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WELLSTON, Mo. (AP) - The Normandy School District has gone through a difficult year and is teetering on the verge of bankruptcy. But a high school chorale group is excelling, earning a trip to Carnegie Hall.
 
The St. Louis Post-Dispatch reports that the Normandy High School Chorale boarded a plane Friday for New York, where they'll join other top high school choirs from around the country for a performance Sunday night.
 
The school district in St. Louis County is unaccredited. A Missouri Supreme Court ruling last summer paved the way for hundreds of Normandy students to transfer to better-performing schools, at the district's cost.
 
The district couldn't afford to send the chorale group to New York, but a nonprofit group called Beyond Housing helped generate $16,000 from private donors.
Published in Local News
ST. LOUIS (AP) - Fewer students in two unaccredited suburban St. Louis school districts are transferring to better-performing districts for the 2014-15 school year.
 
The St. Louis Post-Dispatch reports that a combined 2,200 students transferred for the current school year from the Normandy and Riverview Gardens districts. The transfers came quickly after the Missouri Supreme Court ruled last summer that students from unaccredited districts can transfer at their home district's expense.
 
The deadline for parents to apply to transfer for the next school year was Monday. Normandy had 123 applications, and Riverview Gardens has had 73, though Riverview Gardens extended its deadline until Friday.
 
The amount of room available for new students to transfer has not been determined. Receiving districts are not planning to release the number of vacancies until June.
Published in Local News
A St. Louis County family has its Christmas back, thanks to fast work from the Normandy Police Department.
 
Two suspects broke into the Lilly family home on Dec. 15 and stole the presents from under the Christmas tree. The thieves even unwrapped the presents and left the paper.
 
Police say clues came together fast, including footprints in the snow. Officers saw the same prints outside another home that had been broken into days earlier.   When one of the alleged thieves bragged about it at Sumner High School, word filtered back to police. That 18-year-old suspect was arrested and charged.  
 
Police are still searching for his accomplice.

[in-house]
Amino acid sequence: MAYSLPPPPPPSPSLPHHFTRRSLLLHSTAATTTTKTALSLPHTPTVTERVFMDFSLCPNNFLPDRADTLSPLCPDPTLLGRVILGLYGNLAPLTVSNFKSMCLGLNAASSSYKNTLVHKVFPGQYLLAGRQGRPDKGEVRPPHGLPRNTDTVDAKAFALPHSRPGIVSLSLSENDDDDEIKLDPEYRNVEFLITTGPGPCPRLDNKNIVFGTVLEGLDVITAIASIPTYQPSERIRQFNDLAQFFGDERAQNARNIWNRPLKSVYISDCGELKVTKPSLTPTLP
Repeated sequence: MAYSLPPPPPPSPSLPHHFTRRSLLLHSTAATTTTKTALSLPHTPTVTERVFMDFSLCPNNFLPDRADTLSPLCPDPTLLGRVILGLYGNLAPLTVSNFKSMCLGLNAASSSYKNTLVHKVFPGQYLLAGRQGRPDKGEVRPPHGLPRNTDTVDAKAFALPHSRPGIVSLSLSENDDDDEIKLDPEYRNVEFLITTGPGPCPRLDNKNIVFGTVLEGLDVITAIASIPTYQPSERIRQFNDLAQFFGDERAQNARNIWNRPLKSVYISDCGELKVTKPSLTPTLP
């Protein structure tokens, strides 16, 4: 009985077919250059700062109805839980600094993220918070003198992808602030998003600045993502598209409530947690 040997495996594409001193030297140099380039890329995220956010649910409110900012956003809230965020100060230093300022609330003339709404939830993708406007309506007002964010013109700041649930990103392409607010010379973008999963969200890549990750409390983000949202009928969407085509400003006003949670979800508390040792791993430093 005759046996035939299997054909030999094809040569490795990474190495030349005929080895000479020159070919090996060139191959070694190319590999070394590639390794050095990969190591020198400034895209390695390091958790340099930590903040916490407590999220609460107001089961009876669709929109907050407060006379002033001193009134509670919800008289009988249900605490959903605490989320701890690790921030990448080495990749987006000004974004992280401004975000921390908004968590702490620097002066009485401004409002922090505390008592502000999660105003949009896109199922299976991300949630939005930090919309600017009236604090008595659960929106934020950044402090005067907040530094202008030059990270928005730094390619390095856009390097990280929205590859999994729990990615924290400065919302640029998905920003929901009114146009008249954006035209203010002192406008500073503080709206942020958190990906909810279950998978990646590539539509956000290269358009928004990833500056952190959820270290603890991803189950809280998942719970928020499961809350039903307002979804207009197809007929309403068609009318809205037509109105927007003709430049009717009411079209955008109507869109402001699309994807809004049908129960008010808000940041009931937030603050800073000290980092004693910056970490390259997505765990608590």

Published in Local News

NORMANDY, Mo. (AP) - The Normandy School District in St. Louis County is changing course and will pay transportation costs for students who transferred away from the unaccredited district.

But the St. Louis Post-Dispatch reports that Normandy is still refusing to pay tuition costs.

A Missouri Supreme Court ruling requires unaccredited districts to pay transportation and tuition costs for students who transfer to better-performing districts. Normandy board members voted last week not to pay.

In a special meeting Thursday, the board agreed to pay $108,000 to the bus contractor hired to bus about 440 children to the Francis Howell School District. The board did not reconsider the $1.3 million in September tuition payments for the 1,000 or so students who have left to go to Francis Howell and 13 other districts.

Published in Local News

JEFFERSON CITY, Mo. (AP) - Missouri education officials are seeking an additional $6.8 million to help an unaccredited school district in the St. Louis area.

The State Board of Education approved the budget request Tuesday for the Normandy district. That's the first step in a process that ultimately requires the support of the governor and Legislature to become a reality.

Students started transferring out of the Normandy and Riverview Gardens districts this year under a state law that requires unaccredited districts to pay the costs for students who want to attend other public schools.

The state Department of Elementary and Secondary Education says Normandy is projected to run out of money in March.

The additional funding recommended Tuesday would come as a supplemental state budget item to be considered after lawmakers convene in January.

 

Published in Local News

475 new students from the Normandy school district are attending classes some 20 miles from their school they used to attend.

The new students began boarding buses as early as 6 a.m. today.  The transfers are the result of a Missouri Supreme Court ruling five weeks ago that allowed students in unaccredited districts to transfer to better performing schools.